Research at EM group

Our research area is theoretical and computational chemistry.
We employ state-of-the-art quantum chemical approaches to tackle important problems of modern chemistry
and explore new chemical phenomena. Currently, we work heavily on transition metal chemistry, f-block compounds, and solvated electron systems.
Our research is currently funded by NSF, DoE, and intramural AU grants. Our targeted topics are described below.

Solvated Electron Precursors (SEPs)
We recently discovered a novel class of molecules, called SEPs, which can bind electrons in their periphery.
These electrons occupy orbitals very similar to the atomic s,p,d,f-type orbitals.
SEPs are metal-ammonia complexes which they form a positively charged metal-ammonia core and one, two, or three electrons
have been found to orbit around it. Our first example is the Be(NH3)40,+,- species [DOI: 10.1021/acs.jpclett.7b03000].
Below we show some selected atomic-like orbitals of such outer electrons:
We have studied many more metals, such as Li, Na, Mg, Sc, V, and Y. All of them reveal unique features.
We have even seen that such molecular species can create dimers, exactly like two atoms make diatomic molecules.
The produced molecular orbitals have also character. See for example the orbitals of the Li(NH3)4 dimer:
SEP-polymers or even crystal structures of them are expected to form materials of unprecedented electronic and magnetic properties.
We propose novel materials that can be used for quantum computing and redox catalysis. We recently demonstrated that they can be used for CO2 capture and utilization!

Methane to methanol conversion and CO2 capture and utilization using metal anion complexes
Two very important processes is the selective conversion of methane to methanol and capture of carbon dioxide from the atmosphere.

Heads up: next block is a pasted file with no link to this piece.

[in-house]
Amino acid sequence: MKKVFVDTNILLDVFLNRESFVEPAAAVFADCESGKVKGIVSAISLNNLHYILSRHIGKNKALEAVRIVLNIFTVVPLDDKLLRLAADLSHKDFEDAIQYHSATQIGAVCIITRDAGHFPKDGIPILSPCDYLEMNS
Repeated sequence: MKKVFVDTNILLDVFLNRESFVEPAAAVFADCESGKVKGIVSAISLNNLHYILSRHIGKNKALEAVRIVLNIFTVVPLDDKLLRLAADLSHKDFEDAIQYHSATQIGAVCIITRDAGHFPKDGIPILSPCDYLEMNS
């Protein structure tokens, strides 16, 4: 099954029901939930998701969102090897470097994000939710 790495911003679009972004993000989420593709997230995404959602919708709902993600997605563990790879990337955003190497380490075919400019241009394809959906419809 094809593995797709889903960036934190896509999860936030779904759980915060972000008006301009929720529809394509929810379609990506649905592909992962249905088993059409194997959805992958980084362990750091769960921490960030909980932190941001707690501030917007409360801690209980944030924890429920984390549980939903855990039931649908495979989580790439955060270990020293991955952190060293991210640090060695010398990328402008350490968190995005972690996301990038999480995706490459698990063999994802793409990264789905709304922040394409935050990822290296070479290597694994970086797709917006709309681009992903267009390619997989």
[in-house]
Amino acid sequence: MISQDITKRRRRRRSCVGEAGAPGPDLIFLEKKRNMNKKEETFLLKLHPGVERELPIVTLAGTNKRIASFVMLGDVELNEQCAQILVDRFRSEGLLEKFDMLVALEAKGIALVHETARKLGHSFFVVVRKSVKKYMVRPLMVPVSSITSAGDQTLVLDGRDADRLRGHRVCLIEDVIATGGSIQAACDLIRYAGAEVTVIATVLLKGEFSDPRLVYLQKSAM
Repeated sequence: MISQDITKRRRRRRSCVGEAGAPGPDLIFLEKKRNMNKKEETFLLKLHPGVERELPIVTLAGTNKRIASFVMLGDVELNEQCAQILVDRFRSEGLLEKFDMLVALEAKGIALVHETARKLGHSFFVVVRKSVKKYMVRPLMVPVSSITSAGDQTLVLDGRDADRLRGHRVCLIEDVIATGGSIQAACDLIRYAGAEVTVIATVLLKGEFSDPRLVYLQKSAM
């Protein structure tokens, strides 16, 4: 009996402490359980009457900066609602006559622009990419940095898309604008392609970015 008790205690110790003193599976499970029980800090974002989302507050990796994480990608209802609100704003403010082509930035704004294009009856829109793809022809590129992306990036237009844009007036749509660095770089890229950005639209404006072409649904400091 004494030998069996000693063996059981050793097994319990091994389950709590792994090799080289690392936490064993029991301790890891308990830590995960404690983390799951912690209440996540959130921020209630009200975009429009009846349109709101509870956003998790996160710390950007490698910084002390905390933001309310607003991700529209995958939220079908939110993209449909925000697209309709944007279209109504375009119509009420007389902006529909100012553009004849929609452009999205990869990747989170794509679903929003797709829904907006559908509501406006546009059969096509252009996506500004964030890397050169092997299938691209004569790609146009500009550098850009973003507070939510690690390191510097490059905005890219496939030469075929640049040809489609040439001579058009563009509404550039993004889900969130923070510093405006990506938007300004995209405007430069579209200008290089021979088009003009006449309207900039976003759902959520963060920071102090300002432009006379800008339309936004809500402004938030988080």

The C-H bond of methane is one of the strongest C-H bonds and that of methanol is weaker and can be activated further.
How do we stop the reaction before methanol is overoxidized? Are there catalysts that can do this?
We have found that anionic species can actually do this. Currently, we are exploring different metals and ligands to optimize the efficiency of this conversion.
CO2 is an active green house gas and actually very harmful. We have found that metal anions can capture it and at the same time convert it to industirally valuable chemicals like lactones!

Water splitting
Molecular hydrogen is considered one of the future green fuels.
Its production from water is a promising approach with three main advantages:
1) water is abundant on earth
2) the process may be facilitated by solar light
3) the products, H2 and O2, can be recombined to produce energy.
Our goal is to use theoretical chemistry approaches to comprehend the fundamental principles guiding the chemistry
of the reaction 2H2O → 2H2 + O2 catalyzed by small transition metal compounds.
Specifically, what is the role of the metallic electronic structure? How the ligands of the metal affect the catalytic activity?
Which excited electronic states must be involved for the better exploitation of the soler light?
For example, we have found that water insertion in the first coordination sphere of the catalyst is more efficient
if the catalyst is negatively charged because it combines the low stability of the interacting complex of the reactants,
the small activation energy, and the legitimate stability of the products [DOI: 10.1039/C8CP01676C]:
MoO diagram

Department of Chemistry
and Biochemistry

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